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Getting China and India Right

Feb. 23, 2009
What companies should be doing now to compete successfully in the future

Book Review of Getting China and India Right: Strategies for Leveraging the World's Fastest Growing Economies For Global Advantage By Anil K. Gupta, and Haiyan Wang, Jossey-Bass/Wiley, 2009

Having a presence in India and China isn't the same thing as being successful in these markets according to Gupta and Wang. "Many of today's Western Giants that don't have solid China-and-India strategies will face severe threats to their very existence in as little as ten years' time, as competitors who are making the most of China and India mark these companies with a bull's eye for annihilation or acquisition."

Though that might sound harsh, Gupta and Wang point out that companies whose strategy to pursue premium-end niches in an effort to "show attractive profit margins from the China and India operations in order to keep HQ executives happy," won't succeed in the long run. One reason is that there are new global players from within both India and China who have different capabilities, mindsets, capital and talent.

The authors' view of China and India involve what they call the four stories which play out simultaneously.

  • Mega-Markets -- Between the two countries, they account for 40% of the world's population, 10% of the world's GDP and 20% of the growth in world's GDP.
  • Cost Efficiency Platform -- Give their low wages these countries have the ability to "dramatically reduce a company's global cost structure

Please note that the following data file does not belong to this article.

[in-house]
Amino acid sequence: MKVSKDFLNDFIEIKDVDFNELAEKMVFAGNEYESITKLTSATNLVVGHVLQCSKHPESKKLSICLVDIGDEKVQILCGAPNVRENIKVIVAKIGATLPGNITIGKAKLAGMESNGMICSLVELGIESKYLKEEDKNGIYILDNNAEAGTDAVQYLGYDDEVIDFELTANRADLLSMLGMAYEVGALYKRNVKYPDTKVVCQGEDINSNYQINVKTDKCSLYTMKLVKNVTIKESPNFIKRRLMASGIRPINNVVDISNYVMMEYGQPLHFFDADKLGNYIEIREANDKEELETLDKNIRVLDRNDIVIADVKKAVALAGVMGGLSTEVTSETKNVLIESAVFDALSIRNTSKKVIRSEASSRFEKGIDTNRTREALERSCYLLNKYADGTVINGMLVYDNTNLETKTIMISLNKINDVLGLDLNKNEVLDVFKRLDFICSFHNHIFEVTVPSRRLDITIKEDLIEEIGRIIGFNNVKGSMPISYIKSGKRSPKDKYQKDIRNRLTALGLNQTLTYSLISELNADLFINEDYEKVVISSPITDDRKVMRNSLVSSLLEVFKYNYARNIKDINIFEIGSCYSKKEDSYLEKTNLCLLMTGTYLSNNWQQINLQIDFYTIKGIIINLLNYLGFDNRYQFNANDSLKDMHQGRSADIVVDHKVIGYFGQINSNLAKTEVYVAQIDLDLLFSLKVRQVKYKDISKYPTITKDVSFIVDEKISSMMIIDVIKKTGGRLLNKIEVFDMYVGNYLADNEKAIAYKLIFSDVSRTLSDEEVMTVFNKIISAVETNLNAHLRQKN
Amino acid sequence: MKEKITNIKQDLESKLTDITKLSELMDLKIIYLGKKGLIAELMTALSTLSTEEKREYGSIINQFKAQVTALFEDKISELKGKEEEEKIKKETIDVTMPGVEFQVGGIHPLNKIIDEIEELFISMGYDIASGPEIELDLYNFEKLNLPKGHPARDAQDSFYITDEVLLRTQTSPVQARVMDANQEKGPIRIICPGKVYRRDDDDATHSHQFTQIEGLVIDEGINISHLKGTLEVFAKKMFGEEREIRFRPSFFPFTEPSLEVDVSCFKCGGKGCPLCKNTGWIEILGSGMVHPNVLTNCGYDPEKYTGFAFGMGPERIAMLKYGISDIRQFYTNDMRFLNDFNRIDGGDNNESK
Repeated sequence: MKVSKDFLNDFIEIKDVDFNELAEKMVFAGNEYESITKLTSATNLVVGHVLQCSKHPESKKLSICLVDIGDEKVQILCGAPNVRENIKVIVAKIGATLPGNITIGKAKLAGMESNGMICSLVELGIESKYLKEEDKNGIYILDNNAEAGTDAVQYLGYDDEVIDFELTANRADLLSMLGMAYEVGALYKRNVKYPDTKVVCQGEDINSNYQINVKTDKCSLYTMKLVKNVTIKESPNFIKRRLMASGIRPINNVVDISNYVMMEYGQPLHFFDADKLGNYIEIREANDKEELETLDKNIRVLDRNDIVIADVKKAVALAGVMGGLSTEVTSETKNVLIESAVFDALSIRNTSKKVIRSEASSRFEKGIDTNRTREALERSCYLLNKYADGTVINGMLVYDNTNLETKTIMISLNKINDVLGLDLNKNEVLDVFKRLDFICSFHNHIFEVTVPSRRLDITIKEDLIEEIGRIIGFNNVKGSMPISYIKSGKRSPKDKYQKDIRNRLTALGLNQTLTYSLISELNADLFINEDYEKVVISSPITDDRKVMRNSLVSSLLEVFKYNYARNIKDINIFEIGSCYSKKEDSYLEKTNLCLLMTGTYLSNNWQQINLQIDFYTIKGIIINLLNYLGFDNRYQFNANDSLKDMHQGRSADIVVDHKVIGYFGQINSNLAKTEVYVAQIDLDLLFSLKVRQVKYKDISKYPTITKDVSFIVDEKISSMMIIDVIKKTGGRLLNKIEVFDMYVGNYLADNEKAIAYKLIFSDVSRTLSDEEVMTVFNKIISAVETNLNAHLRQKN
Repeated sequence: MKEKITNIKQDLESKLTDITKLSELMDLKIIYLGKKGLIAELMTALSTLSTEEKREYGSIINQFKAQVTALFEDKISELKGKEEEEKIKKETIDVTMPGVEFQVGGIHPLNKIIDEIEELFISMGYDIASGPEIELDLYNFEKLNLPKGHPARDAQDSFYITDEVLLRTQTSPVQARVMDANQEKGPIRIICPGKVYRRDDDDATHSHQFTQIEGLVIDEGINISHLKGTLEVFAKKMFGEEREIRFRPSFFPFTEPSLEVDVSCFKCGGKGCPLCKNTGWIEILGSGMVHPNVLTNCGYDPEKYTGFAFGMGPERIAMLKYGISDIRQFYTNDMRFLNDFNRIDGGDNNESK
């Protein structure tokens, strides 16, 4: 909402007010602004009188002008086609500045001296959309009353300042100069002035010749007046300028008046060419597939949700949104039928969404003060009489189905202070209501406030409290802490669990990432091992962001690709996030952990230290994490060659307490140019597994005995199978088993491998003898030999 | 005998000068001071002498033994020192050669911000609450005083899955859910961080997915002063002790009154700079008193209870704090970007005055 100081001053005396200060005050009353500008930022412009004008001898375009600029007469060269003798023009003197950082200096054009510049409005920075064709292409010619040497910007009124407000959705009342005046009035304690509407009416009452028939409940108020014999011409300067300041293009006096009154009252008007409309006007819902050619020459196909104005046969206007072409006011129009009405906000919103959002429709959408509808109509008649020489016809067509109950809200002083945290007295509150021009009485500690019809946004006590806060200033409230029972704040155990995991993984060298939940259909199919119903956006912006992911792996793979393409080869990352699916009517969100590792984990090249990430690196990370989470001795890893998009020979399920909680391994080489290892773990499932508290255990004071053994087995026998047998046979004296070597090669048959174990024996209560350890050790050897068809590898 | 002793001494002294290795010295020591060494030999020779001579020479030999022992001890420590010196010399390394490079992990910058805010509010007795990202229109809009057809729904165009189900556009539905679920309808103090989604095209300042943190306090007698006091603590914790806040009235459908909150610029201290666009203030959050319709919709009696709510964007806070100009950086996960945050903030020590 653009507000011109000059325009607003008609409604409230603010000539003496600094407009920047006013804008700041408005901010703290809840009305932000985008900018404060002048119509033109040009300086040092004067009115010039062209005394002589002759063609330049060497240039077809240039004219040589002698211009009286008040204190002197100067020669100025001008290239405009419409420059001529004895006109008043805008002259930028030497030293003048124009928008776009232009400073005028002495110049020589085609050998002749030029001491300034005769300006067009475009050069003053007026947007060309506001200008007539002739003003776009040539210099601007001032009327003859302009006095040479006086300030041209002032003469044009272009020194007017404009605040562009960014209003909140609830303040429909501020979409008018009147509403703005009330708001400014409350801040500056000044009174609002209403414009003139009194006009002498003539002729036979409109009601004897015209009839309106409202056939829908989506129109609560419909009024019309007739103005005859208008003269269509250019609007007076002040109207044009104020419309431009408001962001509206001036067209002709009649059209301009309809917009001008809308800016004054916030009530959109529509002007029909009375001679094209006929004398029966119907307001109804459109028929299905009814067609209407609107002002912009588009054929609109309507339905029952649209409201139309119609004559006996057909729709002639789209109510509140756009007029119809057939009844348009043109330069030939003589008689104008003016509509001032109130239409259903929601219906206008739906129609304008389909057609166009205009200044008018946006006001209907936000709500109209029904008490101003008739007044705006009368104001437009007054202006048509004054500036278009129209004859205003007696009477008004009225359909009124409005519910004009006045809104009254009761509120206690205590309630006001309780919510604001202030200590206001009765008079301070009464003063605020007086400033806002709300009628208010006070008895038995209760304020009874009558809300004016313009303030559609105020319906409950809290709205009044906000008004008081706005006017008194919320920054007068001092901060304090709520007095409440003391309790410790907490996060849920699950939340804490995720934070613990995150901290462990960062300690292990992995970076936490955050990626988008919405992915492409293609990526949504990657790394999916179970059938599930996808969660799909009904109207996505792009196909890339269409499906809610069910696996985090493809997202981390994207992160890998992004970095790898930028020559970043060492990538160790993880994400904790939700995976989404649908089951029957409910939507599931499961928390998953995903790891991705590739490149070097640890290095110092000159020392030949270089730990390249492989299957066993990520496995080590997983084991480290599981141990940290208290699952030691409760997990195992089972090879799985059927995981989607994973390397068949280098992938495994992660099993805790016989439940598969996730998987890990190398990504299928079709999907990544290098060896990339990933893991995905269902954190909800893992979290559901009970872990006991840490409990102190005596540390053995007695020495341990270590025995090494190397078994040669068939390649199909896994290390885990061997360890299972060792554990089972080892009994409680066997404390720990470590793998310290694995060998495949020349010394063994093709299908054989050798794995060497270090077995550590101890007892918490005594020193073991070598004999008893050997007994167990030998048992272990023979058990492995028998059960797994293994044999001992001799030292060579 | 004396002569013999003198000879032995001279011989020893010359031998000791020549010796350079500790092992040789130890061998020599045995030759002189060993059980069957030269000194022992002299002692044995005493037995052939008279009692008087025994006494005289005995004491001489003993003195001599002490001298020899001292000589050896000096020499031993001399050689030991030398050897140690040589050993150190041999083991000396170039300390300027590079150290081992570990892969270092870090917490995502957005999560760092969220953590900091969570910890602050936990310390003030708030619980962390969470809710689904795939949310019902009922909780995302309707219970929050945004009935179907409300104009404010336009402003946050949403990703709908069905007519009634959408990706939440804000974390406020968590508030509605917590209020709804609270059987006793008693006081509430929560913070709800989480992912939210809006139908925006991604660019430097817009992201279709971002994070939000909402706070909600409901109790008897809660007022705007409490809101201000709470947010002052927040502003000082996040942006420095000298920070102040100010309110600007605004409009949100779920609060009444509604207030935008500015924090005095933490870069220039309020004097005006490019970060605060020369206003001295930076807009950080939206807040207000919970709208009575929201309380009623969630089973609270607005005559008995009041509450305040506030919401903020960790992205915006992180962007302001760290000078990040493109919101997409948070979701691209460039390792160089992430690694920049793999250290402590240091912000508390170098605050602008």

• Innovation Platforms -- As producers of the largest annual pools of scientists and engineers in the world, they can enable a "quantum leap in a company's technological and innovation capabilities."
  • Launching Pad for New Global Competitors -- As the home base for companies eager to play on the global stage, they become "the springboards for the emergence of a new breed of fearsome global competitors."
With respect to the fourth story, the authors point out that China and India have had their hands in global brands. For example, the iPod's microprocessor was outsourced to Portal Player, whose engineers in Hyderabad, India worked with Silicon Valley designers. The chip was manufactured in Taiwan and the final assembly took place in China.

Other companies are looking to China for services beyond cheap labor. "For us, China is not about outsourcing and cheap labor. We don't want to give them the crumbs. It's about different science. We will link our fate to their fate. Within five to ten years, we will be moving from 'made in China' to 'discovered in China,'" said Moncef Slaoui, head of R&D for GlaxoSmithKline.

P&G has pioneered another business model of innovation in working with China. The company has started distributing high-value performance chemicals to local partners who add the basic ingredients and packaging before distributing them to local retailers and consumers. The end result is large savings in transportation and energy.

The authors conclude that "successful global corporations of tomorrow will be one that figures out how to take advantage of three realities: the rapid growth of emerging markets and the increasing multi-polarity of the world economy; enduring cultural, political, and economic differences across countries and regions; and the rapidly growing integration of national economies."

Dr. Anil K. Gupta is the Ralph J. Tyser Professor of Strategy & Organization Distinguished Scholar-Teacher at the Smith School of Business, The University of Maryland. Haiyan Wang is Managing Partner of China India Institute. Getting China and India Right: Strategies for Leveraging the World's Fastest Growing Economies is available here.

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